The owner of Maryland’s largest casino on Wednesday said that gambling expansion legislation proposed by Gov. Martin O’Malley (D) is “patently unfair.”
O’Malley’s bill, which was made public Tuesday night, includes several provisions intended to compensate Cordish and a planned casino in Baltimore for the new competition.
Both casinos would get to keep an additional 5 percent of slots revenue, up from 33 percent now. And all Maryland slots operators would also be allowed to offer table games, such as black jack and roulette, and keep 80 percent of the revenue.
O’Malley, whose plan will be weighed in a special legislative session starting Thursday, told reporters Wednesday that he thinks the bill is fair and should “maximize” revenue to the state.
But in a statement, Joe Weinberg, managing partner of Cordish, made clear he thinks the bill’s provisions fall well short of what is needed to protect a facility in which Cordish says it invested more than $500 million and is drawing heavily from the Washington region.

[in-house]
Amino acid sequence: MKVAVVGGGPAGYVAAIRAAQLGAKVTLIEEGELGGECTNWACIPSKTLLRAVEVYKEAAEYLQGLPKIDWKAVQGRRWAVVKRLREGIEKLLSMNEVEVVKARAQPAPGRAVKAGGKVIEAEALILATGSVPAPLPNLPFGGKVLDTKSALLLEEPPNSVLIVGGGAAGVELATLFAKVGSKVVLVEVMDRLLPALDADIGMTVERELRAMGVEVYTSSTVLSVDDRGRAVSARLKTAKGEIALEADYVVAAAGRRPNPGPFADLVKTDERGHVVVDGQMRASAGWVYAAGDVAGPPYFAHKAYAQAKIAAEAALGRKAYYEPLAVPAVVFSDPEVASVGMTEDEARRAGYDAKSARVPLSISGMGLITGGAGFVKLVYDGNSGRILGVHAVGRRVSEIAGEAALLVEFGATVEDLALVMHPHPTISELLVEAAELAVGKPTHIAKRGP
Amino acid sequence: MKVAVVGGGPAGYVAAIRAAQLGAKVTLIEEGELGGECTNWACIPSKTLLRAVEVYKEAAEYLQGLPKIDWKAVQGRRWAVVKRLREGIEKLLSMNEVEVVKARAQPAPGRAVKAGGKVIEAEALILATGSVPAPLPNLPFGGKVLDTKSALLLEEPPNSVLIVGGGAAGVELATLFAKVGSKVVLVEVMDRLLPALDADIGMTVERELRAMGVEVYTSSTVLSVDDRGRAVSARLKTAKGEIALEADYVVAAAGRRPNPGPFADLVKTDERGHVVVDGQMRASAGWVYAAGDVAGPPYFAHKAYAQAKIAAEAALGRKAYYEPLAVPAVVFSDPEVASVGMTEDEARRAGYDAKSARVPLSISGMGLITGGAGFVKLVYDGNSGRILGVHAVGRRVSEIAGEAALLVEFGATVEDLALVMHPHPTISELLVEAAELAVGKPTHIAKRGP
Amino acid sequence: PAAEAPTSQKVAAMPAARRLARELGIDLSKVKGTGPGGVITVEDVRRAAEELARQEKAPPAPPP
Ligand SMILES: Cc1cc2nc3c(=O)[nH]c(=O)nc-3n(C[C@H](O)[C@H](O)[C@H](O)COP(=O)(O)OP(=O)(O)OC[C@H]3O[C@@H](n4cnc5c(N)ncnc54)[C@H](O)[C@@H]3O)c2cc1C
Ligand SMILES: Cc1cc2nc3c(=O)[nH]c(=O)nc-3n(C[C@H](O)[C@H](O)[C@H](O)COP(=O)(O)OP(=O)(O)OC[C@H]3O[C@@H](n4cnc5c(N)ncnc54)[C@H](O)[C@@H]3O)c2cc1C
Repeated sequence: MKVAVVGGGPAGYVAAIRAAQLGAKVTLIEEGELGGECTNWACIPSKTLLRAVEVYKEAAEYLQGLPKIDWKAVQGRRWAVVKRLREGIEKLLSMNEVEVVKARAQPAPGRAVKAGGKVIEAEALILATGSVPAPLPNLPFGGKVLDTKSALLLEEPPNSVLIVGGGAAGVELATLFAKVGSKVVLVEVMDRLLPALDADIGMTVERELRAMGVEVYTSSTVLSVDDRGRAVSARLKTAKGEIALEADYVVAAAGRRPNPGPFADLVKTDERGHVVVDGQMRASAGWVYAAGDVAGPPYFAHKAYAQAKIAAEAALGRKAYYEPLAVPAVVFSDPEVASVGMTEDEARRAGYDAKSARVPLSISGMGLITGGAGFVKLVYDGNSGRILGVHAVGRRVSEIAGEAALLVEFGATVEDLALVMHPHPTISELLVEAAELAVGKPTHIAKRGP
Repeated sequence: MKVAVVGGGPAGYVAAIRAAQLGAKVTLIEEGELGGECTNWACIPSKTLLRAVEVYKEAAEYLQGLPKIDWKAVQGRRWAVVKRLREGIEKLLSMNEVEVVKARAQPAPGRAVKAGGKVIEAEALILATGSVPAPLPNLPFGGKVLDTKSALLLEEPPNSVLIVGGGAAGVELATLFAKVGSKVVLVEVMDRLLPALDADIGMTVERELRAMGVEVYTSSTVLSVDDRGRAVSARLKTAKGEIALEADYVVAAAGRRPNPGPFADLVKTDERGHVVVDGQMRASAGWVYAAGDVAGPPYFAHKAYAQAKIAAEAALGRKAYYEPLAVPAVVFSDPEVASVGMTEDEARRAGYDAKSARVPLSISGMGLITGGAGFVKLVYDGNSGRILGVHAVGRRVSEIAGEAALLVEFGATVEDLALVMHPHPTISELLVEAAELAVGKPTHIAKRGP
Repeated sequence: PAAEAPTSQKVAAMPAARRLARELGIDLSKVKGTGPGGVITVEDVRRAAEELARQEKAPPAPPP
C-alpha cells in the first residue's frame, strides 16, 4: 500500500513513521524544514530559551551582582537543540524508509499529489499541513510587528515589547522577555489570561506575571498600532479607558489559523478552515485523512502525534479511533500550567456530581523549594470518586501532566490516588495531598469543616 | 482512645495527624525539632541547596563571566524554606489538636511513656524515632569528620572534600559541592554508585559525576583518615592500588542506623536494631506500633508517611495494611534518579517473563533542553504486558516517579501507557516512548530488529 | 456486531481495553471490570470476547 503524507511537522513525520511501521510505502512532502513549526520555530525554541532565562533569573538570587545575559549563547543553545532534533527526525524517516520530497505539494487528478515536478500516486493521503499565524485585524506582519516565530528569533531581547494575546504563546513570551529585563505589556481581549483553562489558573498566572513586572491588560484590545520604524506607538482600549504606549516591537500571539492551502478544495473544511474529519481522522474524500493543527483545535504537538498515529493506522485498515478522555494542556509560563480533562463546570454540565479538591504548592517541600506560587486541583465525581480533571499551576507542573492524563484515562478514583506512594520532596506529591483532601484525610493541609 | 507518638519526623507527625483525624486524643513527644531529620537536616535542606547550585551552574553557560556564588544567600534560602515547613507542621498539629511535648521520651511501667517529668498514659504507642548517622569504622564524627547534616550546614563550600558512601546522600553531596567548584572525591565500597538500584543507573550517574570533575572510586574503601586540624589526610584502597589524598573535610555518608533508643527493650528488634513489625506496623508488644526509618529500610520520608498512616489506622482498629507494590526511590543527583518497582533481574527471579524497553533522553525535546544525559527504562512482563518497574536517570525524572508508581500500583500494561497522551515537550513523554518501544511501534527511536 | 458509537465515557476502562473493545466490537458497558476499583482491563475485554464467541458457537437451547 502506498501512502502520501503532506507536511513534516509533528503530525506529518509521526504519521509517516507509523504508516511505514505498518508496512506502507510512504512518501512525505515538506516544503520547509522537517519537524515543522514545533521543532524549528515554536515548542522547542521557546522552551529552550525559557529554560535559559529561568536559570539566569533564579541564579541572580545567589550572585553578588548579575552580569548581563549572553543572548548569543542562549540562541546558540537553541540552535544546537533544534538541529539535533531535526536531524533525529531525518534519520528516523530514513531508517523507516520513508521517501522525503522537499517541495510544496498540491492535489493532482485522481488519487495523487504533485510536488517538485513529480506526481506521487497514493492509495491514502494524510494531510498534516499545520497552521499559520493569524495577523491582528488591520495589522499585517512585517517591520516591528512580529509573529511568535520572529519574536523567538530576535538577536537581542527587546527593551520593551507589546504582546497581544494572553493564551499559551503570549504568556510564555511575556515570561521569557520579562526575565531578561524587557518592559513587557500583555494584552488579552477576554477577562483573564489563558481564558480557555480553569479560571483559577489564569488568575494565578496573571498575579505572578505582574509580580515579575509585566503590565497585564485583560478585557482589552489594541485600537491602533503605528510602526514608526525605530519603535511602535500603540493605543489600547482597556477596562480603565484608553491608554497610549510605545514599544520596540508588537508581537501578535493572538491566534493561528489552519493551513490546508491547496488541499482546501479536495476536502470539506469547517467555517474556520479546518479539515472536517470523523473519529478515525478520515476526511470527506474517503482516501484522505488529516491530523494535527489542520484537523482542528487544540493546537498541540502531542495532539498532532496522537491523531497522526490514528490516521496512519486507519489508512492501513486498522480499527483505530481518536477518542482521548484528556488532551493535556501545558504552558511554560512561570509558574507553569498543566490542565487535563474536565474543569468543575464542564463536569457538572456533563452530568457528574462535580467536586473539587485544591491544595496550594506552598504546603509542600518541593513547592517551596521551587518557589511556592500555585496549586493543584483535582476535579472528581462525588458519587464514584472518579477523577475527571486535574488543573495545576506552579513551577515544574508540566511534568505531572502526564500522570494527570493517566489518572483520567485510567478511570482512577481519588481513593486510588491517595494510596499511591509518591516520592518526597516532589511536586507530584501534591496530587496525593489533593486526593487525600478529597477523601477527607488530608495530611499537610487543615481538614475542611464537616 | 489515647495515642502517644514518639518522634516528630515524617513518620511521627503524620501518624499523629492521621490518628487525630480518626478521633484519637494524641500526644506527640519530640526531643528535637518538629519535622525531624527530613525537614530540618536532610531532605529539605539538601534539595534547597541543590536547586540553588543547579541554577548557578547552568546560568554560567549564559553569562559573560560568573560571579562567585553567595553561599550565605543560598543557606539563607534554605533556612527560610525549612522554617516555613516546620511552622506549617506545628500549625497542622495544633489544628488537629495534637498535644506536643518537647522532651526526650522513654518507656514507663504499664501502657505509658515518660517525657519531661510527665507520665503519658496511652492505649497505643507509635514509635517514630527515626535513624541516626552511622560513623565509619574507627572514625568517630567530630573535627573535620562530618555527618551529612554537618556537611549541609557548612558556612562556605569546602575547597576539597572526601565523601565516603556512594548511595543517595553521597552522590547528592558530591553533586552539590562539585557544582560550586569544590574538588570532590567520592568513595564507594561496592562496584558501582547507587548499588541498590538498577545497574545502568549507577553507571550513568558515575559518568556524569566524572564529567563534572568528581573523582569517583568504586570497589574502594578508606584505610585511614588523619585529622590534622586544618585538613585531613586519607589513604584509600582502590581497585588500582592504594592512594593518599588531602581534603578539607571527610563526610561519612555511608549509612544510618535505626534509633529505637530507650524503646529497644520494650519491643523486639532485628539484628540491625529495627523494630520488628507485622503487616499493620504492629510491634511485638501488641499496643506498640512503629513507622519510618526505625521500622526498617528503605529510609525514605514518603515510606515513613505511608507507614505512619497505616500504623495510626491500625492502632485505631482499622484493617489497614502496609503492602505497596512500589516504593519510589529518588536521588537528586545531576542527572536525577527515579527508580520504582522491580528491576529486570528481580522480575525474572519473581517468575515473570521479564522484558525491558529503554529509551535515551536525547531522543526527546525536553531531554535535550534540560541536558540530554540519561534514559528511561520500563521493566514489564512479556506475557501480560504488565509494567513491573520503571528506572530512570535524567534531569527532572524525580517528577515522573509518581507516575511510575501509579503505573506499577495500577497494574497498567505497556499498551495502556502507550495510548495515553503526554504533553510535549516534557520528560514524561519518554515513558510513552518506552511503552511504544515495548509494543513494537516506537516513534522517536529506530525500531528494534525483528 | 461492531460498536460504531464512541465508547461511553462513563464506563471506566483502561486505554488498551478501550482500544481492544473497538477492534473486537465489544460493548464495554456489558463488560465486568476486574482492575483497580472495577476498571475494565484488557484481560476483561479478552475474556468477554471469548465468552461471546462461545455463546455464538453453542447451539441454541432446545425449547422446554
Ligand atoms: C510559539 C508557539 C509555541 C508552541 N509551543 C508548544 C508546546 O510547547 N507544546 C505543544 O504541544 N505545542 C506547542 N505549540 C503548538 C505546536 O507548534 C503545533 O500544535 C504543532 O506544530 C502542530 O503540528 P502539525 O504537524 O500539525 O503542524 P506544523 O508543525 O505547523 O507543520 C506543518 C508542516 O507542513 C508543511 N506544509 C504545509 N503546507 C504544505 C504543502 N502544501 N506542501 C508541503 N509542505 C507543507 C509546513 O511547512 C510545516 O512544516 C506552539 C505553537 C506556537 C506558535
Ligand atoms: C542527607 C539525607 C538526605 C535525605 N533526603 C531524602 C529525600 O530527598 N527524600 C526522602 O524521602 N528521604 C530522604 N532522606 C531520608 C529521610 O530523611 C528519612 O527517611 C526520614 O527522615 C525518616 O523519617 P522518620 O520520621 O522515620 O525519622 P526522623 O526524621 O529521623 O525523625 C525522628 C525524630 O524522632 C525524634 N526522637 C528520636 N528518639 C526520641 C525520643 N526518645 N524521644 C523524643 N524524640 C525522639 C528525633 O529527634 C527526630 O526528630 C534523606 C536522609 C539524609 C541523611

“We have played by the rules created by the state, and never asked for any concession or break,” Weinberg said. “We delivered a world-class facility that is already generating tens of millions of dollars of taxes for the state monthly, as promised. ... As currently drafted, the proposed legislation is patently unfair to impacted operators and not in the best interests of the state, because it will undermine the health of the industry and negatively affect state tax revenues.
Separately, a spokeswoman for Penn National Gaming, which has one casino in Maryland and is interested in another, said Wednesday that her company has concerns about the legislation.
The bill would invite bids for the new casino from a swath of Prince George’s that includes both National Harbor and Rosecroft Raceway, which Penn owns.
Penn spokeswoman Karen Bailey says the company remains concerned about whether there will be “a level and fair playing field,” given Prince George’s County Executive Rushern L. Baker III (D) has openly championed a site at National Harbor.
“We’ve expressed that concern since it became obvious that the location was settled for National Harbor, given the manner in which the county executive has unilaterally endorsed the location and the governor has followed suit,” Bailey said.
Bailey said Penn is also concerned that the Maryland casino it currently owns, Hollywood Casino Perryville, would be the only facility not to receive targeted tax relief under O’Malley’s plan.